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Sea through the eyes of fisherfolk (downtoearth)

s it easy to catch fish? Going by reports of indiscriminate fishing, bycatch and overfishing, it seems like merely putting a net in the water will guarantee a fisherman his catch. But even with over one hundred species of fish in Indian waters, it takes skill to make a living from fishing. Fishing techniques are learnt from years of experience. It is a body of knowledge that is not written or recorded. While some of this knowledge is transmitted orally across generations, much of it comes from practice. When a fisher can tell the availability of fish just by looking at the colour and currents of the sea, it reflects a connection with nature that combines knowledge with practice. Fisherfolk know something about the marine environment that other people don’t.

In seven years of talking to fisherfolk across India, I have repeatedly come across one sentiment: “How can you be a fisher if you don’t know the sea?” Knowledge, occupation and identity are integrally linked in fisherfolk’s minds. Well past the age where his fingers can hold the thread to repair the net, Achrekar, who used to operate gill nets around Malvan in Maharashtra, still identifies as a fisherman. It has been a decade since he has gone to sea. Still he remembers particular places in the ocean, beyond sight of land, where the water is a deep blue, places of stillness, almost meditative. Of course, these are not daily encounters, but knowledge is revealed in such detailed memories.

“Oh, I know at least 50 types of fish,” says Sadanand, a gill-net fisherman in Maharashtra. His sun-kissed skin and lithe movements belie his age and experience of over 40 years. When I ask him to describe these fish, he starts with a description of water—its colour, depth and currents. This is important, he says, because a fisher needs to know where fish live, what they eat and what they do at different times of day. This helps them know when, where and how to set a net to catch a particular species. Timing is particularly important if fishers are targeting specific species, say, a species that moves during the night, because by removing the net at day break, they can avoid catching other species. Knowledge of the sea has implications, not only for the success of the fisherfolk, but also for ecological sustainability.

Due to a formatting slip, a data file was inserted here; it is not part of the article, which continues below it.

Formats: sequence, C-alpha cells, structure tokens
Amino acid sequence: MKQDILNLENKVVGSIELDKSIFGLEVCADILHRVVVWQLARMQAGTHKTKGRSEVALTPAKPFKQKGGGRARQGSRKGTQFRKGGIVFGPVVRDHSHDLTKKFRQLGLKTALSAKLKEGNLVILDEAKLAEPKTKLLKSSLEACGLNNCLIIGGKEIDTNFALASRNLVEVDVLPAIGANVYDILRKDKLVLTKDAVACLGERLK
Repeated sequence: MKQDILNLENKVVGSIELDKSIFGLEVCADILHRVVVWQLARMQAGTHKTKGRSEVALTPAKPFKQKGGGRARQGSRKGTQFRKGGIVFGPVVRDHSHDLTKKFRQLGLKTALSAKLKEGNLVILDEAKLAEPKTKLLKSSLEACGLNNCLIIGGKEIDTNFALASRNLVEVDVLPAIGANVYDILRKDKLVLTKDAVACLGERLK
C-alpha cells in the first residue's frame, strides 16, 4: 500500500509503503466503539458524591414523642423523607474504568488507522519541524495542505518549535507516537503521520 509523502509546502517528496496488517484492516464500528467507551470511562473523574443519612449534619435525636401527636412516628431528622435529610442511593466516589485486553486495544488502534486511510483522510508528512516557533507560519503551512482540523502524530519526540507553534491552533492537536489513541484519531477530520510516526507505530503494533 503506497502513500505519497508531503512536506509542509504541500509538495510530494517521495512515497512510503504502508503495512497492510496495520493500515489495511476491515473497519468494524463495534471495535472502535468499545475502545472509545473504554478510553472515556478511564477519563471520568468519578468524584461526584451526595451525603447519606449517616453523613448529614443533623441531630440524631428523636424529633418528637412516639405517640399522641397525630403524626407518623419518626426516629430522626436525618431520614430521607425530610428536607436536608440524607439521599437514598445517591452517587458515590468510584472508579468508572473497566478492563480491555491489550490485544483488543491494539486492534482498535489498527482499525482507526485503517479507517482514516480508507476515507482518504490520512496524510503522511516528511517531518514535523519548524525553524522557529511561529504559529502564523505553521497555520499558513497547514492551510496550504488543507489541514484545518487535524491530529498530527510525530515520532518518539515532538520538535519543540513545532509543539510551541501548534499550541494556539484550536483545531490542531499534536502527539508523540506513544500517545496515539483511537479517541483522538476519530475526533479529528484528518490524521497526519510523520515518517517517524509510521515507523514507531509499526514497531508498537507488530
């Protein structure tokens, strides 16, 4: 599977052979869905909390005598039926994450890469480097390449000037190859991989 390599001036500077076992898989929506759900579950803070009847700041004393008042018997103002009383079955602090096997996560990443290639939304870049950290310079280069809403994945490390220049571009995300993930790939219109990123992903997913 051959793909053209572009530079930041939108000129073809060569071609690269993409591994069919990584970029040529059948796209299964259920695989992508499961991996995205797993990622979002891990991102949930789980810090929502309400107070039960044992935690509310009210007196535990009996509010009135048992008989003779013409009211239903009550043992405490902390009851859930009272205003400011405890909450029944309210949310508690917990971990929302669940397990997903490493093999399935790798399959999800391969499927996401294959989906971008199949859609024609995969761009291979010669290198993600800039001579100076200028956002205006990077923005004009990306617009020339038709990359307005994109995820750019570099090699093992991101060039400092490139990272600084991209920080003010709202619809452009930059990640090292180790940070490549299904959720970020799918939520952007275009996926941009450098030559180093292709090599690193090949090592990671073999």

Fisherfolk may approach knowledge differently than urban, English-educated people who seek it in books, through a particular system of theory and practice. Some may find that it suffices to know something about species of commercial value. Others learn how to use the global positioning system and SONAR fish finders. Still others learn about the migratory nature of fish, or how some fish have good eyesight and can see the net, unless it is set on moonless nights, and other fish make noise in the early mornings, which can be heard through an empty tube placed on the ocean’s surface. These different forms of knowledge are associated with different fishing practices and lead to groups of fishers who have different relationships with the sea.

I found a trawl fisher using a fish finder to be more sensitive to the idea of fish population declines than a small-scale rampan fisher who cast his net on the shore and pulled it manually, because the trawl fisher grew up in a family where fishing was a traditional occupation, and fell asleep listening to stories of fish and fish catch as a child. The rampan fisherman was new to the field and was only concerned about marketable fish, irrespective of their ecological value. These findings turn on their head the idea that modern technology breeds fisherfolk who are unconcerned about the environment. Ecological ethics are more complex than that.